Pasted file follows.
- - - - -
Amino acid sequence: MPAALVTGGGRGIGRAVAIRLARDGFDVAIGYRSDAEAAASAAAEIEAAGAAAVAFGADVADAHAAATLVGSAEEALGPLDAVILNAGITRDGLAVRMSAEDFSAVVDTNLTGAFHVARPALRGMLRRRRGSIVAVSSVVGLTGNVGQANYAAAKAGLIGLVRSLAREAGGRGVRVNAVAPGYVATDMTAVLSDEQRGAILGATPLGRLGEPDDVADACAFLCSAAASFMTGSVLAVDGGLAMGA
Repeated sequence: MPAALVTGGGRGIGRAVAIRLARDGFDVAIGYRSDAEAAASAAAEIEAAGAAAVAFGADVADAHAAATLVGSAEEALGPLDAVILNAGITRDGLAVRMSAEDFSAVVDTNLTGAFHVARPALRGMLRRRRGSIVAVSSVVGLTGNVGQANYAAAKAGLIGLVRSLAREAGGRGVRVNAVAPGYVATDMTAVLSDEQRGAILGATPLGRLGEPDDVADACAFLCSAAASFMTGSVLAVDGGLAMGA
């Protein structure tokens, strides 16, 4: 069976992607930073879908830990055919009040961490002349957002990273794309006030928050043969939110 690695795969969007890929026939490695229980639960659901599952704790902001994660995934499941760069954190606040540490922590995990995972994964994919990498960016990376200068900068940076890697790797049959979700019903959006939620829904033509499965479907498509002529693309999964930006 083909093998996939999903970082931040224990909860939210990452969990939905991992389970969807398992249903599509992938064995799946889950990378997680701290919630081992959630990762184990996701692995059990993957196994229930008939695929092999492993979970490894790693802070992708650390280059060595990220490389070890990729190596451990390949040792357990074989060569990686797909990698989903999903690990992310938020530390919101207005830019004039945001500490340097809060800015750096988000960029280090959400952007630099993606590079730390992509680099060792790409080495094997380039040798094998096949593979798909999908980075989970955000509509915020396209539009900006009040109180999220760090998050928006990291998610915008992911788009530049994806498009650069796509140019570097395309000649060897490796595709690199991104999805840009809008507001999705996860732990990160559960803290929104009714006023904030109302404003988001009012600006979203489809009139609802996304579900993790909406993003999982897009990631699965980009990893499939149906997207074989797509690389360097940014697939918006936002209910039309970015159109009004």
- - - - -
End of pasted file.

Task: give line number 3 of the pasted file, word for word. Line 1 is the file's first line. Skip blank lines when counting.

């Protein structure tokens, strides 16, 4: 069976992607930073879908830990055919009040961490002349957002990273794309006030928050043969939110 690695795969969007890929026939490695229980639960659901599952704790902001994660995934499941760069954190606040540490922590995990995972994964994919990498960016990376200068900068940076890697790797049959979700019903959006939620829904033509499965479907498509002529693309999964930006 083909093998996939999903970082931040224990909860939210990452969990939905991992389970969807398992249903599509992938064995799946889950990378997680701290919630081992959630990762184990996701692995059990993957196994229930008939695929092999492993979970490894790693802070992708650390280059060595990220490389070890990729190596451990390949040792357990074989060569990686797909990698989903999903690990992310938020530390919101207005830019004039945001500490340097809060800015750096988000960029280090959400952007630099993606590079730390992509680099060792790409080495094997380039040798094998096949593979798909999908980075989970955000509509915020396209539009900006009040109180999220760090998050928006990291998610915008992911788009530049994806498009650069796509140019570097395309000649060897490796595709690199991104999805840009809008507001999705996860732990990160559960803290929104009714006023904030109302404003988001009012600006979203489809009139609802996304579900993790909406993003999982897009990631699965980009990893499939149906997207074989797509690389360097940014697939918006936002209910039309970015159109009004």